Last week, police opened fire of a group of striking mineworkers, killing 34 and wounding many more. Now investigations into what exactly happened are still underway so details are still forthcoming and I'm certainly not going to try to defend the use of automatic rifles and live ammunition by the police. However, belief in magic seems to have played a role in the tragedy.
According to this report:
"Every morning, a group of men gathered on a hill on the outskirts of Nkaneng informal settlement near the Karee mine in Wonderkop.
Photo: Felix Dlangamandla
There, under the instructions of a medicine man who allegedly hails from Eastern Cape, they stripped naked, stood in single file and waited for their turn to be sprinkled with herbs.
The medicine man used a razor blade on some of the men, making small incisions on their foreheads before smearing a black, gel-like potion on them.
These procedures, it is believed, were part of a process to prepare for battle to make the men invincible against the enemy.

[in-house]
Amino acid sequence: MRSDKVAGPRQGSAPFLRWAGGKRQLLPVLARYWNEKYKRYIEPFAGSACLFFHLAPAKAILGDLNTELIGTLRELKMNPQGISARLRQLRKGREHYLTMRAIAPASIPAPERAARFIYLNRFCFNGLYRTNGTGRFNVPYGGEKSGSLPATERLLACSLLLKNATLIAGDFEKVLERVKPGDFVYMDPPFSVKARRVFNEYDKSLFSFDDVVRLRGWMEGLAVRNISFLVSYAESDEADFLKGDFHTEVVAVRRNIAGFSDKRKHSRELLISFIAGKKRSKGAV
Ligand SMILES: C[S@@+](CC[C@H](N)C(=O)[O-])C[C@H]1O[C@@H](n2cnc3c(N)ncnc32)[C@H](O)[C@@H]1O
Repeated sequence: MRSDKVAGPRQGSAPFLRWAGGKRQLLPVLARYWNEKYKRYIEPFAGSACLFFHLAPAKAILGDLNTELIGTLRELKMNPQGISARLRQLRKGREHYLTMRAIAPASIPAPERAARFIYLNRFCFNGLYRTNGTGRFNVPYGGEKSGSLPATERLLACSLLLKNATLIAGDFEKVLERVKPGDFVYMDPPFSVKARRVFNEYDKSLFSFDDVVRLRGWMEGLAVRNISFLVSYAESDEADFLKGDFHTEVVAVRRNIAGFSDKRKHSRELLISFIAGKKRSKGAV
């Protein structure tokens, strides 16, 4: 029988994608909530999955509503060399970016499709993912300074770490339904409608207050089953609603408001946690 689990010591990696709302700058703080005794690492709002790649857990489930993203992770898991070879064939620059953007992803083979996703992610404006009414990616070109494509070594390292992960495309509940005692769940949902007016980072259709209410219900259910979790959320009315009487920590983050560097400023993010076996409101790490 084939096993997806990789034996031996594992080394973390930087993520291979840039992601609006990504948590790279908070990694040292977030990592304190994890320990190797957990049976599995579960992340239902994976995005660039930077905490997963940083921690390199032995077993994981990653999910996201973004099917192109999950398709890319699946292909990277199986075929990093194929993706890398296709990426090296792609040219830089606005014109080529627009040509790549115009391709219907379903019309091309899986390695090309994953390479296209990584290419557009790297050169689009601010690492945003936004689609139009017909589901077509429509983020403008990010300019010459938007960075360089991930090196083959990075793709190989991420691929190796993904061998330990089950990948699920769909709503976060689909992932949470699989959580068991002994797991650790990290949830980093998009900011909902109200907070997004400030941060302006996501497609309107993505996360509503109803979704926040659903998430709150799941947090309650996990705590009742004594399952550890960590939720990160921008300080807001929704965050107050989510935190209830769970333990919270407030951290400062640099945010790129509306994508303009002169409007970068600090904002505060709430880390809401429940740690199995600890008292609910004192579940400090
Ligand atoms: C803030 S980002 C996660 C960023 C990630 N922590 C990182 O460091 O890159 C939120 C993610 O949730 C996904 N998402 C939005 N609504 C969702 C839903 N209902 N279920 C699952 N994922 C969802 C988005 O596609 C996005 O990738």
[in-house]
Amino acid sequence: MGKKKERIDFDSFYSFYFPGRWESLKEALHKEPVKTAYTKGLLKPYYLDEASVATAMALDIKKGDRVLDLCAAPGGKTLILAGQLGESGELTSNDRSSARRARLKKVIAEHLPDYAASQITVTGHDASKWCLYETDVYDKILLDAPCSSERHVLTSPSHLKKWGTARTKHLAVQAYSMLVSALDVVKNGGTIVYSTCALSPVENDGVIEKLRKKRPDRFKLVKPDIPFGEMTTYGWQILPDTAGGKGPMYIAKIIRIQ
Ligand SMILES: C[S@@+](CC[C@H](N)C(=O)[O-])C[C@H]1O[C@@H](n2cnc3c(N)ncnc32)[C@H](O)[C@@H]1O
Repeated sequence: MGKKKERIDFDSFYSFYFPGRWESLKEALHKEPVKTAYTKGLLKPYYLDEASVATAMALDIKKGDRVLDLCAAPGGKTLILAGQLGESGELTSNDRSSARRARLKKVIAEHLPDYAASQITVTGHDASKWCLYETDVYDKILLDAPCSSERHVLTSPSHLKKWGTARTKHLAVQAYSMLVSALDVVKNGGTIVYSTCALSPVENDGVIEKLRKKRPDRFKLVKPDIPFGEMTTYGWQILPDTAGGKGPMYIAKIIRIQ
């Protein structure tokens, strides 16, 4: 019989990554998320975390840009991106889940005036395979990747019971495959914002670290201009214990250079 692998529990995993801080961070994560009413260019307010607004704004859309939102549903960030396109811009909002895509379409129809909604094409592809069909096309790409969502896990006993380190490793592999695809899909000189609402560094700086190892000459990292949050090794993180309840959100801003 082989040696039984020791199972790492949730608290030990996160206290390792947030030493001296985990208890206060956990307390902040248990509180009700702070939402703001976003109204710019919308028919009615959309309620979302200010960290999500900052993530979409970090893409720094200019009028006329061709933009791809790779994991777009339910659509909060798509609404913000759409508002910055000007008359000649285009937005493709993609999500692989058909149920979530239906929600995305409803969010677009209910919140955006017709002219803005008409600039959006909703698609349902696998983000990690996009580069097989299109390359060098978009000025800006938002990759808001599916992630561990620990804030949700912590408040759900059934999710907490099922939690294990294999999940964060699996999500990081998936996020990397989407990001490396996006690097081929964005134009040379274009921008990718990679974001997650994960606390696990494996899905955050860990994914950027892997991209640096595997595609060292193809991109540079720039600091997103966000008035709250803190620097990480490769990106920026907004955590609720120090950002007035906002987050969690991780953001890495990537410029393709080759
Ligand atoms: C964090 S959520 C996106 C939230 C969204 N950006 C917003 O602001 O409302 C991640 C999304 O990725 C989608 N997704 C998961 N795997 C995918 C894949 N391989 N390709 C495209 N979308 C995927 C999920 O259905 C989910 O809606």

There were stories doing the rounds that on Monday, mine security guards had tried to fire on the striking workers, only for their guns to jam as a result of the rituals conducted on the hill.
“That man over there is unbelievable,” said a young man in Setswana, referring to the medicine man behind the rituals on the hill.
“There are men who sleep on that hill at night. They never go back to the hostel or their homes. They say at night you can’t see anything there because that man has made the hill to be invisible at night.”"
So it would appear that these men fearlessly charged the police, armed with machetes, spears and other improvised weapons. They feared no retaliation because they thought magic would make them invincible. It did not.
|Image by: Alon Skuy from The Times|
This is why skepticism is important. This is why debunking magical claims matters. Believing in magic is not harmless and it's not something that should be left alone out of cultural sensitivity. Believing in the unbelievable can get you killed.